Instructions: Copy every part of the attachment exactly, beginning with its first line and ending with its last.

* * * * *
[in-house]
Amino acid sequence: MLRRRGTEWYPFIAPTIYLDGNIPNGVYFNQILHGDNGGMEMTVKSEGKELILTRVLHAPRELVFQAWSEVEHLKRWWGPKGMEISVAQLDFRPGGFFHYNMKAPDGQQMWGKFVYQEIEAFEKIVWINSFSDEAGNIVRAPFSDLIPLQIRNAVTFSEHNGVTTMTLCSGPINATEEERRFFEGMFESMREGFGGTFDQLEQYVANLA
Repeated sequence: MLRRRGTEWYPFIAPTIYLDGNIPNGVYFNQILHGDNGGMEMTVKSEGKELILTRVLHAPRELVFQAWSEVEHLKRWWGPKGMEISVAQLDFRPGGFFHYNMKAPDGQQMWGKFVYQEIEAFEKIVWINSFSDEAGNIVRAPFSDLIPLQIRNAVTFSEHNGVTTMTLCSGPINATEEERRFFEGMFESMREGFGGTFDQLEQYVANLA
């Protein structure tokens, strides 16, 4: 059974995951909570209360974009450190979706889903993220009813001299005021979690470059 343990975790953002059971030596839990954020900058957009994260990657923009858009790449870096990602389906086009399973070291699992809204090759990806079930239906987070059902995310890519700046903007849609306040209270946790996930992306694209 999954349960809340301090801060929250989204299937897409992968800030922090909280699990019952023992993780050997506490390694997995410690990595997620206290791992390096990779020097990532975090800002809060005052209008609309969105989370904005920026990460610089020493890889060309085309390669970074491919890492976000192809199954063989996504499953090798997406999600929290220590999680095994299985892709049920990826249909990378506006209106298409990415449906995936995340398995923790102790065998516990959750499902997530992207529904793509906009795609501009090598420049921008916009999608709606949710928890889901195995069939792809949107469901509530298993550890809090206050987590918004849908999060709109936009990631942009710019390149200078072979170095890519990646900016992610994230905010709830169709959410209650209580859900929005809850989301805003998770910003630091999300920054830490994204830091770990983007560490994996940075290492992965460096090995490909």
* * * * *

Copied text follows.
[in-house]
Amino acid sequence: MLRRRGTEWYPFIAPTIYLDGNIPNGVYFNQILHGDNGGMEMTVKSEGKELILTRVLHAPRELVFQAWSEVEHLKRWWGPKGMEISVAQLDFRPGGFFHYNMKAPDGQQMWGKFVYQEIEAFEKIVWINSFSDEAGNIVRAPFSDLIPLQIRNAVTFSEHNGVTTMTLCSGPINATEEERRFFEGMFESMREGFGGTFDQLEQYVANLA
Repeated sequence: MLRRRGTEWYPFIAPTIYLDGNIPNGVYFNQILHGDNGGMEMTVKSEGKELILTRVLHAPRELVFQAWSEVEHLKRWWGPKGMEISVAQLDFRPGGFFHYNMKAPDGQQMWGKFVYQEIEAFEKIVWINSFSDEAGNIVRAPFSDLIPLQIRNAVTFSEHNGVTTMTLCSGPINATEEERRFFEGMFESMREGFGGTFDQLEQYVANLA
């Protein structure tokens, strides 16, 4: 059974995951909570209360974009450190979706889903993220009813001299005021979690470059 343990975790953002059971030596839990954020900058957009994260990657923009858009790449870096990602389906086009399973070291699992809204090759990806079930239906987070059902995310890519700046903007849609306040209270946790996930992306694209 999954349960809340301090801060929250989204299937897409992968800030922090909280699990019952023992993780050997506490390694997995410690990595997620206290791992390096990779020097990532975090800002809060005052209008609309969105989370904005920026990460610089020493890889060309085309390669970074491919890492976000192809199954063989996504499953090798997406999600929290220590999680095994299985892709049920990826249909990378506006209106298409990415449906995936995340398995923790102790065998516990959750499902997530992207529904793509906009795609501009090598420049921008916009999608709606949710928890889901195995069939792809949107469901509530298993550890809090206050987590918004849908999060709109936009990631942009710019390149200078072979170095890519990646900016992610994230905010709830169709959410209650209580859900929005809850989301805003998770910003630091999300920054830490994204830091770990983007560490994996940075290492992965460096090995490909």